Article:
At the beginning of the D.C. public charter school surge two decades ago, the KIPP schools — because of their significant achievement gains — got the most attention and found many good teachers eager to be hired. But as the number of charters grew, it became more difficult for KIPP DC Executive Director Susan Schaeffler to find the people she wanted.
Charter school leaders would visit the best happy hour spots, such as the Tryst coffee shop in Adams Morgan, and recruit young veterans of Teach for America. TFA people were popular — in some ways, too popular — because they had the best résumés and had already taught in difficult urban and rural schools. It got to the point, Schaeffler said, where “we had maybe 20 corps members available, and maybe 20 schools were offering them jobs.”
Schaeffler and her board wanted to start many more schools. (They have since grown to 16, with more than 450 teachers and 5,800 students.) They could no longer count on finding enough good people in local bars and at recruitment events. So they created the Capital Teaching Residency program, a way to train recruits through classroom work that has become nationally the most promising solution to giving disadvantaged children the most skilled educators possible.
KIPP DC has the second-largest of several KIPP residency programs nationally. Other charter networks such as San Diego-based High Tech High have also pioneered the approach, along with the Relay Graduate School of Education, which fosters residencies throughout the country.
KIPP residents work for a year as teaching assistants while taking training classes at their schools. KIPP DC trains 80 to 100 residents a year. It has 360 current residents or alumni teaching in the District and expects to have 800 teachers trained by 2020.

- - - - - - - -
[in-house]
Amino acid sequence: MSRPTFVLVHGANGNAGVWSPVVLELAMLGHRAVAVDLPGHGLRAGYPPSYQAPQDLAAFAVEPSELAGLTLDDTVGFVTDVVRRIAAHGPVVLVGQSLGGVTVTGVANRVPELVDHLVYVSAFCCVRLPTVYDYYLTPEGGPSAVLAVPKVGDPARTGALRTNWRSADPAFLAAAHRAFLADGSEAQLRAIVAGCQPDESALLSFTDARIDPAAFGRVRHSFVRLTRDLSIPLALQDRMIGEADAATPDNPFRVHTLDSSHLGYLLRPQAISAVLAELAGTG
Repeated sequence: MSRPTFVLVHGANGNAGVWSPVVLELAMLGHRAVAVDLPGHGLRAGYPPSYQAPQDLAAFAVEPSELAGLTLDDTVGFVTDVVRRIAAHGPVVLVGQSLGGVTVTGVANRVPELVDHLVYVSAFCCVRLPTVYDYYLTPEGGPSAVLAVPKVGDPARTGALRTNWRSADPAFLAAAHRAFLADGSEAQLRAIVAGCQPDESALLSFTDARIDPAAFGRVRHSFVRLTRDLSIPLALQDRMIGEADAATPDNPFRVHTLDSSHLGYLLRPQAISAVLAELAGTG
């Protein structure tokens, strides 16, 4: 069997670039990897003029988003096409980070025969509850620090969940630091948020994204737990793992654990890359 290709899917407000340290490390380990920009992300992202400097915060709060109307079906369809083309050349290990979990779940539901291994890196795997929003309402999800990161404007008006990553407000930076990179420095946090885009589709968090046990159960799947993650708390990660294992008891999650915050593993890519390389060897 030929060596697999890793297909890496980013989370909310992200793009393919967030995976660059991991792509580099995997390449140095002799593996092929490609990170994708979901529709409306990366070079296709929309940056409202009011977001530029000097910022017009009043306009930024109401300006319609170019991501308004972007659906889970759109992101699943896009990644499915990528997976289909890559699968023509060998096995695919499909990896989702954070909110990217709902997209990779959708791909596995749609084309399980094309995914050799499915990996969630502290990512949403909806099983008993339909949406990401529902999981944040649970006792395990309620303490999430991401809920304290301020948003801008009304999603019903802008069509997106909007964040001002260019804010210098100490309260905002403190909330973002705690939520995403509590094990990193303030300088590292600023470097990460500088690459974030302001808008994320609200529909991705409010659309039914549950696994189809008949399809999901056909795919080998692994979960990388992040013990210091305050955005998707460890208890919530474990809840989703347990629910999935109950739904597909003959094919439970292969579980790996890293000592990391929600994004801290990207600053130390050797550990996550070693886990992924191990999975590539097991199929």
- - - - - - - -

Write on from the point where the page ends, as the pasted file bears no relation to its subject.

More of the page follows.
The training includes “a balance of classroom culture and management, child development, pedagogy and content coursework,” Schaeffler said. “It is intended to give them tools and skills to go back and try the very next day with their students.” It allows residents to “grow in their craft at an individualized, accelerated pace,” she said.
This costs a lot of money. Unlike many other training programs, KIPP pays its residents salaries and arranges for them to earn teaching certificates without paying education school tuition. Schaeffler and other KIPP leaders have been able to find donors and leverage federal grants because they have a proven track record. The need for that financial support keeps many networks and districts from adopting similar methods, even though education activists have argued for decades that working with a master teacher is an improvement over the standard education school approach.
The residencies also allow KIPP to recruit many former KIPP students whose potential was obvious to their teachers, plus career changers and military veterans. KIPP DC has managed to save some money by moving previous classroom aide jobs into resident slots, but that does not cover the full cost.
Schaeffler said she considers residency programs essential at a time when D.C. charters are educating nearly half of the city’s public schoolchildren and intensifying the competition for good teachers. Without the residents, she said, she would have to be “taking a lot of teachers from other schools, from D.C. public schools, and that’s not helping. The teacher swap within charter schools too is not moving the needle for the city in achievement. It’s totally unproductive and very frustrating.”
“We see the Capital Teaching Residency as a source of high-quality, diverse talent for all D.C. schools,” she said.
Anyone who has spent significant time in urban schools knows they can only succeed with well-trained, creative teachers led by administrators who understand what disadvantaged students need. Politicians on all sides of the education debate say they want that.
This would be a good time for them to appropriate the money to put more promising newcomers in situations where they can learn best how to make schools better.